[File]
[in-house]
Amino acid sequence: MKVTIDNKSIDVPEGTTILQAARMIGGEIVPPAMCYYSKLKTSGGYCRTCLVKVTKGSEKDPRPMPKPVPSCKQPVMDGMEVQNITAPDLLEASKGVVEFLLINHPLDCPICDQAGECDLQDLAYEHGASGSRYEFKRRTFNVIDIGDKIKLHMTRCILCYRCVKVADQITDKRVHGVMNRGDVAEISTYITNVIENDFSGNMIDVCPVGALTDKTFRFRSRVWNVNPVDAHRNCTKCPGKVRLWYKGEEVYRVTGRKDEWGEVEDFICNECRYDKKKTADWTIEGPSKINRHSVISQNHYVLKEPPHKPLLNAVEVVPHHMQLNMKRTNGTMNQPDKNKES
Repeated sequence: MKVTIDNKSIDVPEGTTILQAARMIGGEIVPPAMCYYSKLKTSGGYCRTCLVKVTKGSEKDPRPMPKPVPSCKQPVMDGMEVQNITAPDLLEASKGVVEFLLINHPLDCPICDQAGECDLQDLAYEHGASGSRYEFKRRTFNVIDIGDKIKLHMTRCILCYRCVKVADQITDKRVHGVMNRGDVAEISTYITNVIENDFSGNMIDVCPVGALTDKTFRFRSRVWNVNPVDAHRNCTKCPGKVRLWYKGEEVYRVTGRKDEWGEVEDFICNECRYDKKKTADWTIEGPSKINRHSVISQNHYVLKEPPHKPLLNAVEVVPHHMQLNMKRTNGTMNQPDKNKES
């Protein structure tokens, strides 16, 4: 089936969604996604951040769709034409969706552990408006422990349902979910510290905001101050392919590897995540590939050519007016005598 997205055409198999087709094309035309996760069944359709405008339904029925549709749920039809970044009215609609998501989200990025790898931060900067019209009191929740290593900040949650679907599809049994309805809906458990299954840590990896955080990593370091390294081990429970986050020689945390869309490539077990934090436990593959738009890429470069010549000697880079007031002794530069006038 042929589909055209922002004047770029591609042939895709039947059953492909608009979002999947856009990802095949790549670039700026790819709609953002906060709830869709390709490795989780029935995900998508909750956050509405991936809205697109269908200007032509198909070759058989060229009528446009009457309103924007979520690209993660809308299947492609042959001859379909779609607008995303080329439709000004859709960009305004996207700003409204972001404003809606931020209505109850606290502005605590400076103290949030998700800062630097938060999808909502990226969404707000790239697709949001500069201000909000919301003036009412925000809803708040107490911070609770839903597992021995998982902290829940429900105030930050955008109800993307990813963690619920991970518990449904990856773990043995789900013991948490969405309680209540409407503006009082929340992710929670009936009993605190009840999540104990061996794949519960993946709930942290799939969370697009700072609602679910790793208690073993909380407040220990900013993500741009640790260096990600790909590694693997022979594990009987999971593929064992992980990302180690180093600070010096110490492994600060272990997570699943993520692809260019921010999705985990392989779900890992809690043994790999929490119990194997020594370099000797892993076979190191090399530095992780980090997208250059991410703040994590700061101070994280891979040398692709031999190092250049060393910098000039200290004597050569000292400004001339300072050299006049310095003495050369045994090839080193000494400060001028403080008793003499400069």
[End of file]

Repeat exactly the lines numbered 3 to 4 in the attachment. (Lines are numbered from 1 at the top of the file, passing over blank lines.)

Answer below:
Repeated sequence: MKVTIDNKSIDVPEGTTILQAARMIGGEIVPPAMCYYSKLKTSGGYCRTCLVKVTKGSEKDPRPMPKPVPSCKQPVMDGMEVQNITAPDLLEASKGVVEFLLINHPLDCPICDQAGECDLQDLAYEHGASGSRYEFKRRTFNVIDIGDKIKLHMTRCILCYRCVKVADQITDKRVHGVMNRGDVAEISTYITNVIENDFSGNMIDVCPVGALTDKTFRFRSRVWNVNPVDAHRNCTKCPGKVRLWYKGEEVYRVTGRKDEWGEVEDFICNECRYDKKKTADWTIEGPSKINRHSVISQNHYVLKEPPHKPLLNAVEVVPHHMQLNMKRTNGTMNQPDKNKES
């Protein structure tokens, strides 16, 4: 089936969604996604951040769709034409969706552990408006422990349902979910510290905001101050392919590897995540590939050519007016005598 997205055409198999087709094309035309996760069944359709405008339904029925549709749920039809970044009215609609998501989200990025790898931060900067019209009191929740290593900040949650679907599809049994309805809906458990299954840590990896955080990593370091390294081990429970986050020689945390869309490539077990934090436990593959738009890429470069010549000697880079007031002794530069006038 042929589909055209922002004047770029591609042939895709039947059953492909608009979002999947856009990802095949790549670039700026790819709609953002906060709830869709390709490795989780029935995900998508909750956050509405991936809205697109269908200007032509198909070759058989060229009528446009009457309103924007979520690209993660809308299947492609042959001859379909779609607008995303080329439709000004859709960009305004996207700003409204972001404003809606931020209505109850606290502005605590400076103290949030998700800062630097938060999808909502990226969404707000790239697709949001500069201000909000919301003036009412925000809803708040107490911070609770839903597992021995998982902290829940429900105030930050955008109800993307990813963690619920991970518990449904990856773990043995789900013991948490969405309680209540409407503006009082929340992710929670009936009993605190009840999540104990061996794949519960993946709930942290799939969370697009700072609602679910790793208690073993909380407040220990900013993500741009640790260096990600790909590694693997022979594990009987999971593929064992992980990302180690180093600070010096110490492994600060272990997570699943993520692809260019921010999705985990392989779900890992809690043994790999929490119990194997020594370099000797892993076979190191090399530095992780980090997208250059991410703040994590700061101070994280891979040398692709031999190092250049060393910098000039200290004597050569000292400004001339300072050299006049310095003495050369045994090839080193000494400060001028403080008793003499400069």